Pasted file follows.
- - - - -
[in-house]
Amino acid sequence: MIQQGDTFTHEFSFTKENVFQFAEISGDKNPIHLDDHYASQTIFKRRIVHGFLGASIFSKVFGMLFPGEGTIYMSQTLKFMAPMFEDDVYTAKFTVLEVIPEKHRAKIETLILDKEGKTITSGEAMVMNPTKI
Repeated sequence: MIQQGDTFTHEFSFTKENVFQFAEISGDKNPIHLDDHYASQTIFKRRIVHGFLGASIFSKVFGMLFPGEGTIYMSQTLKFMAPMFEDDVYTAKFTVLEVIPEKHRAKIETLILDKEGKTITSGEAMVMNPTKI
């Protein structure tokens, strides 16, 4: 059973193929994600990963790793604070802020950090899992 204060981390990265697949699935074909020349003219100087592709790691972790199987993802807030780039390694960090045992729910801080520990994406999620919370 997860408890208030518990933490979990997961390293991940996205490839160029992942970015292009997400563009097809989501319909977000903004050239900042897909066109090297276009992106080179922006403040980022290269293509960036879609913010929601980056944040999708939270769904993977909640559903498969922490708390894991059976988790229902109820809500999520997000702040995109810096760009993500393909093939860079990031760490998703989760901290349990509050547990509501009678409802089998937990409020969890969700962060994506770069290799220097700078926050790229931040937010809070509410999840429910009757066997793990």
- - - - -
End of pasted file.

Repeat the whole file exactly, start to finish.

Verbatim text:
[in-house]
Amino acid sequence: MIQQGDTFTHEFSFTKENVFQFAEISGDKNPIHLDDHYASQTIFKRRIVHGFLGASIFSKVFGMLFPGEGTIYMSQTLKFMAPMFEDDVYTAKFTVLEVIPEKHRAKIETLILDKEGKTITSGEAMVMNPTKI
Repeated sequence: MIQQGDTFTHEFSFTKENVFQFAEISGDKNPIHLDDHYASQTIFKRRIVHGFLGASIFSKVFGMLFPGEGTIYMSQTLKFMAPMFEDDVYTAKFTVLEVIPEKHRAKIETLILDKEGKTITSGEAMVMNPTKI
């Protein structure tokens, strides 16, 4: 059973193929994600990963790793604070802020950090899992 204060981390990265697949699935074909020349003219100087592709790691972790199987993802807030780039390694960090045992729910801080520990994406999620919370 997860408890208030518990933490979990997961390293991940996205490839160029992942970015292009997400563009097809989501319909977000903004050239900042897909066109090297276009992106080179922006403040980022290269293509960036879609913010929601980056944040999708939270769904993977909640559903498969922490708390894991059976988790229902109820809500999520997000702040995109810096760009993500393909093939860079990031760490998703989760901290349990509050547990509501009678409802089998937990409020969890969700962060994506770069290799220097700078926050790229931040937010809070509410999840429910009757066997793990």